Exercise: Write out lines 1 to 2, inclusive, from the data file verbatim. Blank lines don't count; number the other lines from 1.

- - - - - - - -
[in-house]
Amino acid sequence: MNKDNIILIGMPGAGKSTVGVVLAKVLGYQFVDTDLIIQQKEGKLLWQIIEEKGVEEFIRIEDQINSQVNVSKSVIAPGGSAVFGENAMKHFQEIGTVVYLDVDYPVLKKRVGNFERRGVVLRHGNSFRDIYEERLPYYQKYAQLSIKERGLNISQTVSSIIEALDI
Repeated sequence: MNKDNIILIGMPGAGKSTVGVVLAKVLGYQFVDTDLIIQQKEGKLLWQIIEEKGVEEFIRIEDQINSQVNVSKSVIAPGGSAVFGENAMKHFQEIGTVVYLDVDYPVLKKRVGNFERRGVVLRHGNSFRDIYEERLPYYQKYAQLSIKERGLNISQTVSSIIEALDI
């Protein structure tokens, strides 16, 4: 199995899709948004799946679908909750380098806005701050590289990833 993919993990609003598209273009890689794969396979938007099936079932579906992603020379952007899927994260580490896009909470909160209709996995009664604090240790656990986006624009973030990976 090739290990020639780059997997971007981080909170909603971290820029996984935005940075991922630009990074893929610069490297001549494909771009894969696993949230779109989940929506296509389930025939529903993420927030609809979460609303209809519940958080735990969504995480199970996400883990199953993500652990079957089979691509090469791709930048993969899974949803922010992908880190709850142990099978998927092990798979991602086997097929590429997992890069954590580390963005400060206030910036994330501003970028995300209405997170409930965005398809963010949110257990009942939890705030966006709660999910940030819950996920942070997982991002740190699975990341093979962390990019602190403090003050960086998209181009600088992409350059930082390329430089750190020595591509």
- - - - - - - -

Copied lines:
[in-house]
Amino acid sequence: MNKDNIILIGMPGAGKSTVGVVLAKVLGYQFVDTDLIIQQKEGKLLWQIIEEKGVEEFIRIEDQINSQVNVSKSVIAPGGSAVFGENAMKHFQEIGTVVYLDVDYPVLKKRVGNFERRGVVLRHGNSFRDIYEERLPYYQKYAQLSIKERGLNISQTVSSIIEALDI